To get email notification when someone adds to a thread you're following, click on the star in the thread's header and it will turn yellow; click again to turn it off. To edit your profile, click on the gear.
The Wall has a powerful search engine that will go all the way back to 2002. Use "quotation marks" around multiple-word searches. RIGHT-CLICK on the results and choose Open Link In New Window so you'll be able to get back to your results. Happy searching!
In fairness to all, we don't discuss pricing on the Wall. Thanks for your cooperation.
Carbon Monoxide: A Step Backwards
CARBON MONOXIDE: A Step Backwards
Editorial by Domenic Guarino Chairman and CEO of National Comfort Institute (NCI) [u][color=#0000ff]www.nationalcomfortinstitute.com[/color][/u] .
Article appeared in Contracting Business magazine December 2010.
Jim Davis who post here works for NCI.
Well-intentioned legislators don’t realize they’re inadvertently closing the door on devices that truly protect people: LOW LEVEL CO MONITORS.
Recently proposed federal legislation (HR 1796) will require that carbon monoxide (CO) alarms be U.L. 2034 listed to be sold in the U.S. California just recently passed a similar law. These well-intentioned legislators don't realize they are inadvertently attempting to close the door on the only devices that truly protect people of all ages and health conditions: low-level CO monitors.
The reason low-level CO monitors don't meet UL 2034 is because the standard was written to protect “normal, healthy adults" from conditions that could lead to severe acute illness or immediate death. The standard's lowest acceptable alarm levels allow ongoing, chronic exposure to CO levels under 70 ppm (parts per million) indefinitely. There's a ton of scientific evidence that long-term exposure to concentrations as low as 15 ppm can lead to a multitude of illnesses and diseases.
Some Statistics: Here are just a few facts published by leading CO poisoning expert, Dr. David G. Penney, Ph.D. on his website, [u][color=#0000ff]www.COheadquarters.com[/color][/u] . Annually in the U.S., tens of thousands of people seek medical attention or lose several days, weeks, and even months of normal activity from CO exposure. Each year there are over 40,000 emergency department visits for CO poisoning. Furthermore, more than 450 people die through unintentional CO exposure, according to the U.S. Center for Disease Control.
Petty adds that, “an emerging body of evidence suggests longer exposures to lower levels of CO, i.e. chronic CO poisoning, are capable of producing myriad debilitating residual effects that may continue for days, weeks, months, and even years:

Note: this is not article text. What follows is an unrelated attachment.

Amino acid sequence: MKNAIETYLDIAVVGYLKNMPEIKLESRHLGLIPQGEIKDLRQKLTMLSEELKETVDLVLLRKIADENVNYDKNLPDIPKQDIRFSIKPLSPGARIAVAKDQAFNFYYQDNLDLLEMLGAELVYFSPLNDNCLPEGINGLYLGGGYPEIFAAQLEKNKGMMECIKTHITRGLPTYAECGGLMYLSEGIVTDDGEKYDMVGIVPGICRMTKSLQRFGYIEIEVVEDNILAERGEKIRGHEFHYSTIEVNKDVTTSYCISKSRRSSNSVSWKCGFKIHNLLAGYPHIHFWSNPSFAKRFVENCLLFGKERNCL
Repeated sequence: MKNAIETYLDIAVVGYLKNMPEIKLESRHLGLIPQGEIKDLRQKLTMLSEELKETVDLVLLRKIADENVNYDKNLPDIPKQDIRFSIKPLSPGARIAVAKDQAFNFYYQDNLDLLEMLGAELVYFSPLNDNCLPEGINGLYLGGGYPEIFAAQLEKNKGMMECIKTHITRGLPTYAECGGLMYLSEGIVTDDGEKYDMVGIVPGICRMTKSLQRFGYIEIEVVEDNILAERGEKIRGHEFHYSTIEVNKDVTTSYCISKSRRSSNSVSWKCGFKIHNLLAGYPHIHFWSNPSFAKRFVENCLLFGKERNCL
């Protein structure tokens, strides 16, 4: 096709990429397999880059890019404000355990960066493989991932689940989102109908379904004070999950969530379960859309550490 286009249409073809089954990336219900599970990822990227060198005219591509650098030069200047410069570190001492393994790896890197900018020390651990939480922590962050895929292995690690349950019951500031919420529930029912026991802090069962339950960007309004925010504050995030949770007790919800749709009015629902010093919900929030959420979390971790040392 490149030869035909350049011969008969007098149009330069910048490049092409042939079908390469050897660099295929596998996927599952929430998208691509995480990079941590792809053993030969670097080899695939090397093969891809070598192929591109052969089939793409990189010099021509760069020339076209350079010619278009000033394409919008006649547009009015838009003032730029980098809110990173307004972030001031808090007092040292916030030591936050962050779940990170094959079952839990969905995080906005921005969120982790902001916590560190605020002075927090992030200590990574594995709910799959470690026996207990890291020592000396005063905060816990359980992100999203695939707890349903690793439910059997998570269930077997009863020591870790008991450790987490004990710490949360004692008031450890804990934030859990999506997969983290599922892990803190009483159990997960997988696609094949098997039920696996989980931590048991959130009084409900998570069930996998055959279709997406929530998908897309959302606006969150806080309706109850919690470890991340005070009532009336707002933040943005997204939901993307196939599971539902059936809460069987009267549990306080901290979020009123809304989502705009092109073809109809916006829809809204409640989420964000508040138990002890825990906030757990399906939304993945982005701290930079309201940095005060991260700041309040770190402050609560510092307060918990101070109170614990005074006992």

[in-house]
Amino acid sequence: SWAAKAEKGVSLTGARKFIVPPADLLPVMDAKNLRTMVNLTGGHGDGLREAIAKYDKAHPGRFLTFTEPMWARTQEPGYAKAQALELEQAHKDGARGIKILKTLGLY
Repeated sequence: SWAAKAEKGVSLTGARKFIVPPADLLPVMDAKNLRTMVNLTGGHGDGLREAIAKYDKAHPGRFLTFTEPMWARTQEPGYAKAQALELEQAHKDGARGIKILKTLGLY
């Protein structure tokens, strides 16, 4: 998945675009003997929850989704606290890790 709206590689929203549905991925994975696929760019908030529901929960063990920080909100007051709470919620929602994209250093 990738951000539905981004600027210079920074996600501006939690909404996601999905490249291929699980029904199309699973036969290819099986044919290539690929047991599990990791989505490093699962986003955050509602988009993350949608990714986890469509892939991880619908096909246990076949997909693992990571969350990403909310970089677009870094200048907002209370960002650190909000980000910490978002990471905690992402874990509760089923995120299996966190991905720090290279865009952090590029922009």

A paper by The Mayo Clinic reports that a study done in a southwest U.S. hospital indicated that 20% of patients seeking aid for chronic flu symptoms were found to have elevated levels of carbon monoxide.
How Do You Protect Your Customers? Currently only two manufacturers - National Safety Institute (NSI) and CO Experts - offer low-level CO monitors. These devices measure concentrations as low as 5 ppm with great accuracy and alarm at levels of 15 ppm or less. Both products are superior to most of the alarms on the market, as they use electrochemical sensors, which are much more accurate and reliable than the semiconductor sensors prevalent in store bought UL alarms.
NSI is changing its labeling to reflect the fact that the
product is a "monitor," not a UL-listed alarm or detector, and it should be used in addition to a legally required alarm in a residential application. This language should be sufficient to allow contractors to continue to sell these important health and life saving devices.
These monitors are typically available through trained contractor resellers and should be installed in addition to a UL 2034 listed alarm. Unfortunately, most consumers are ignorant about the dangerous levels that UL listed alarms allow, thinking that the government has the knowledge to keep their families safe. Unless educated by a trained seller of low-level CO monitors, the average consumer may never know of the dangers - until it's too late.
A History Lesson: Nearly two decades ago, allowable CO alarm levels from UL listed devices were much lower, with alarms sounding at levels as low as 30 ppm. There were also low-level alarms made by several manufacturers that detected levels as low as 15 PPM. Unfortunately utilities and fire departments were getting so many CO calls they deemed as "false alarms:' that they lobbied manufacturers, and subsequently Under-writers Laboratories, to increase minimum levels at which alarms would go off. Neither of these public entities had the instrumentation nor the training to detect or diagnose low-level emissions. It's interesting though, that firefighters are required to wear breathing apparatus at CO levels above 30 ppm.
Ironically, the very people who we rely on to safeguard us when it comes to CO poisoning are actually responsible for tens of thousands of low-level CO poisonings over the last 10-plus years, as they convinced UL to raise the minimum alarm levels to 70 ppm for up to four hours.
What Can You Do? As an HVAC contractor you're in the best position to provide additional protection to your customers. This can be enhanced through consumer education, and by educating yourself on the dangers of carbon monoxide, how to measure it, and how to test your customers' homes for conditions that lead to CO emissions. If you haven't already, be sure to get your field personnel trained and certified so you can help keep your customers' families safe, and provide the best possible level of protection available to safeguard them when you're not there to.
0 · ·